CityNews reporter Cynthia Mulligan travelled to Thailand to cover the story of Danica Rain, an Ontario transgender woman who underwent gender reassignment surgery at a clinic in Bangkok. While there, Mulligan met Divvi De Vendre, a transgender woman in her 70s, who was also in the process of fully transitioning from male to female. This is her story.
Most of the women I’ve seen who are in Thailand for gender confirmation surgery are in their 20s and 30s. Then I meet Divvi.
She has a warm hearty laugh and eyes that sparkle with humour. But Divvi De Vendre had kept a secret from the world for almost 60 years.
She is a woman.
You see, Divvi was born a man. Until recently her name was Alan. Now in her 70s, she is in Bangkok for gender confirmation surgery to complete her transition from male to female. She says she knew she had to do this about a year-and-a-half ago when she had a moment of self-realization.
“I looked in the mirror and I was like, ‘You’re a liar. You’re not honouring who you are,’” she says. “And I just went, ‘Whoa. OK, you need to do this.’ I’ve arrived at a time in my life I feel I’ve stopped lying and I’ve become who I am. It’s been a long journey to get here.”
Divvi says she felt trapped in the wrong body for most of her life.
“By the time I was 12, I knew I was the wrong sex, without a doubt,” she said.
She also recalls being met with resistance when taking an interest in certain activities.
“I was eight and wanted to go tap dancing with a friend of mine and my mom just lost it,” she recalls. “And I didn’t know why, I didn’t understand why. I had no idea.”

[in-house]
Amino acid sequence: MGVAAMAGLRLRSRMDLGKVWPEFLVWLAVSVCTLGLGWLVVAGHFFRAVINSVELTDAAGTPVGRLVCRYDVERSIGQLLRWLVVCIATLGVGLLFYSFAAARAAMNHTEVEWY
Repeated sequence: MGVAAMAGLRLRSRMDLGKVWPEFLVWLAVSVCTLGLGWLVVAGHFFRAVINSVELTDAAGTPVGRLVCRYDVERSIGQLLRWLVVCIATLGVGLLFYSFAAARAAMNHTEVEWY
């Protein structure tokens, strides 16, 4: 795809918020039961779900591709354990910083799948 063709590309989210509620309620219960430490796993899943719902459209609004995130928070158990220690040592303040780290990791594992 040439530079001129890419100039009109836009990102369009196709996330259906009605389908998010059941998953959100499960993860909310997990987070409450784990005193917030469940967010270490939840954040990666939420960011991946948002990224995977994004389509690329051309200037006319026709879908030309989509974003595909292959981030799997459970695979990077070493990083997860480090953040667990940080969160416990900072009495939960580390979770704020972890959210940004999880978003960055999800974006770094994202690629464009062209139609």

Despite struggling with her identity, Divvi calls her life adventurous.
She owned a music studio and has been married three times to three different women. She believes each marriage failed because her partners were expecting her to take on a traditional male role and she couldn’t. She has three children. The youngest is 15; the oldest, 49.
Surprisingly as she transitions, Divvi hasn’t faced any discrimination, just acceptance, even from past wives and girlfriends.
“Ex-lovers they’ve just gone, ‘Right, OK, now it makes sense.’ No one was surprised,” she says.
Divvi believes it’s easier for younger transgender people today and says when she was in her 20s, gender confirmation surgery was much riskier and shrouded in mystery.
“Transgender surgery wasn’t available until I was about 26, 27,” she says. “I met a couple girls in London who had it and it was dodgy. It was touch and go then.”
She now feels liberated after making the bold decision to undergo gender confirmation surgery in her 70s.
This is Divvi’s Facebook post just hours before her surgery on Nov. 8:
“I am in Bangkok at Dr. Kamol’s Hospital having been rigorously retested, x-rayed etc and declared fit for surgery and with one sleep to go this afternoon from which I shall emerge, re-birthed female & the woman that I have always believed I should have been born.”
Three weeks later she arrived back home in Australia and told me via Facebook she has an “incredible lightness of being.”
“I have arrived where my heart has been all of my life,” she wrote. “I feel at one with myself for the first time.”